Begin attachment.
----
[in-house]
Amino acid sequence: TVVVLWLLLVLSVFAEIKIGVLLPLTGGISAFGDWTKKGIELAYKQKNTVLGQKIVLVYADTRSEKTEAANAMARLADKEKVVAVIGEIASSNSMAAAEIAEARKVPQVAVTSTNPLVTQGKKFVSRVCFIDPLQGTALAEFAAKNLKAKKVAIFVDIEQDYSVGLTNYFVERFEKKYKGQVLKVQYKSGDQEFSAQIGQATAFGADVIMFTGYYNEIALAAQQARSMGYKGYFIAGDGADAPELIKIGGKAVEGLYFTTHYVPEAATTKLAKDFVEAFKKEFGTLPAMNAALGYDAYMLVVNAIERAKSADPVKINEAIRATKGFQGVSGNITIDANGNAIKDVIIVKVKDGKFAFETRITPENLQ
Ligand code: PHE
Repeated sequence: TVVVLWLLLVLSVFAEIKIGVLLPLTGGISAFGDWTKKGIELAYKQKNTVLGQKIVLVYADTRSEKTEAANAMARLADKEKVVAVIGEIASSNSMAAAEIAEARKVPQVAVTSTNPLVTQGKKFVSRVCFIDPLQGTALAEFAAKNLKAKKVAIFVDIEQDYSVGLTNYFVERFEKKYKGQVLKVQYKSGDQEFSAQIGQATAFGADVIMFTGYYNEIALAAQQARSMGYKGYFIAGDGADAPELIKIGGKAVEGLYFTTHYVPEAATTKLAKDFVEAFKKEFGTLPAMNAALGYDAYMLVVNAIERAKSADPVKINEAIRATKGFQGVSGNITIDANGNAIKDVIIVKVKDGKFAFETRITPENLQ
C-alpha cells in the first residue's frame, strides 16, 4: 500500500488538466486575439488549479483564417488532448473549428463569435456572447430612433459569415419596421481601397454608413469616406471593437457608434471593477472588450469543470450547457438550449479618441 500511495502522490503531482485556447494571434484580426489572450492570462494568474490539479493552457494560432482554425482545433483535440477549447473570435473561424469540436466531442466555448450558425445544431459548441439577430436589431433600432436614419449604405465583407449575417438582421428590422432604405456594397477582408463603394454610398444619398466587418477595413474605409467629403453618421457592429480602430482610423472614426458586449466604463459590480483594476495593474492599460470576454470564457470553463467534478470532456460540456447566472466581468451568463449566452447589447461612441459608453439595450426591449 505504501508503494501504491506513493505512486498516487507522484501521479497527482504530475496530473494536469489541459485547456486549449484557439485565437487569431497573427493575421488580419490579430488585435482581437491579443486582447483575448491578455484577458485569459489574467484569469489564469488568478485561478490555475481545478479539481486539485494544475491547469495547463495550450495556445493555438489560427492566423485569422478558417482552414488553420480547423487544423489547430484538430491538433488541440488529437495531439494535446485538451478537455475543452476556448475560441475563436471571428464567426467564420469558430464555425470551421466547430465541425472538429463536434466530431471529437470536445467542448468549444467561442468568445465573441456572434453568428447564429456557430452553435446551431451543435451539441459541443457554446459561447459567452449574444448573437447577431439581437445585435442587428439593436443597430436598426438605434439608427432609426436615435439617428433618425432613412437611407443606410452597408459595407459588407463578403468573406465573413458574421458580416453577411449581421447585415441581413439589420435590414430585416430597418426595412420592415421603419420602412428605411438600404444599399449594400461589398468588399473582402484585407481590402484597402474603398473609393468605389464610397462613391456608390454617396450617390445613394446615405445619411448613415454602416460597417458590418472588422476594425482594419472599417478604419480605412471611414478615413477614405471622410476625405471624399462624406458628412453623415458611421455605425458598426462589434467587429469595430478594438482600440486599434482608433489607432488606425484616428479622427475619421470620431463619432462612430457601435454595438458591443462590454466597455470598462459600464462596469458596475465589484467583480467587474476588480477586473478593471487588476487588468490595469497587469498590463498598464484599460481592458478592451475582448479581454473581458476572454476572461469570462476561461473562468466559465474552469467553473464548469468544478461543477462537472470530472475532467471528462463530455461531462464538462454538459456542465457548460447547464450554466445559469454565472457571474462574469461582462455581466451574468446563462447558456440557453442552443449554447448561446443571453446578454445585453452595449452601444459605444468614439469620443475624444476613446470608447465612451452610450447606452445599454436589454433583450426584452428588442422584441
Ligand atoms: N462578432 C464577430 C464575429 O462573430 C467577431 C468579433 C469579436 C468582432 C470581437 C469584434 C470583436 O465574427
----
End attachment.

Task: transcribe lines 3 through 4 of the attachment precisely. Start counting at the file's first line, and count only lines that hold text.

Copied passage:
Ligand code: PHE
Repeated sequence: TVVVLWLLLVLSVFAEIKIGVLLPLTGGISAFGDWTKKGIELAYKQKNTVLGQKIVLVYADTRSEKTEAANAMARLADKEKVVAVIGEIASSNSMAAAEIAEARKVPQVAVTSTNPLVTQGKKFVSRVCFIDPLQGTALAEFAAKNLKAKKVAIFVDIEQDYSVGLTNYFVERFEKKYKGQVLKVQYKSGDQEFSAQIGQATAFGADVIMFTGYYNEIALAAQQARSMGYKGYFIAGDGADAPELIKIGGKAVEGLYFTTHYVPEAATTKLAKDFVEAFKKEFGTLPAMNAALGYDAYMLVVNAIERAKSADPVKINEAIRATKGFQGVSGNITIDANGNAIKDVIIVKVKDGKFAFETRITPENLQ